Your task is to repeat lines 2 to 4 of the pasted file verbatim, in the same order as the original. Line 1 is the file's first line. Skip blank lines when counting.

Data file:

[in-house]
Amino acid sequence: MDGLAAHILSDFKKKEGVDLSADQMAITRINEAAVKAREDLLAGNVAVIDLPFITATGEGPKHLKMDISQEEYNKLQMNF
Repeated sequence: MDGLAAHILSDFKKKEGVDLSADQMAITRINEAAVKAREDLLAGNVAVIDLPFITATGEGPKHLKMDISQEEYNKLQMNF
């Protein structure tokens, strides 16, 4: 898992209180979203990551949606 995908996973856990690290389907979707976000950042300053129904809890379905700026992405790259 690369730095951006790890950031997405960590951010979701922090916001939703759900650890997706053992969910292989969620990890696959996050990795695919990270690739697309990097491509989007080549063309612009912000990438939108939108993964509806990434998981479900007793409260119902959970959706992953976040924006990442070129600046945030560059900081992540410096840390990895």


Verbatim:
Amino acid sequence: MDGLAAHILSDFKKKEGVDLSADQMAITRINEAAVKAREDLLAGNVAVIDLPFITATGEGPKHLKMDISQEEYNKLQMNF
Repeated sequence: MDGLAAHILSDFKKKEGVDLSADQMAITRINEAAVKAREDLLAGNVAVIDLPFITATGEGPKHLKMDISQEEYNKLQMNF
């Protein structure tokens, strides 16, 4: 898992209180979203990551949606 995908996973856990690290389907979707976000950042300053129904809890379905700026992405790259 690369730095951006790890950031997405960590951010979701922090916001939703759900650890997706053992969910292989969620990890696959996050990795695919990270690739697309990097491509989007080549063309612009912000990438939108939108993964509806990434998981479900007793409260119902959970959706992953976040924006990442070129600046945030560059900081992540410096840390990895």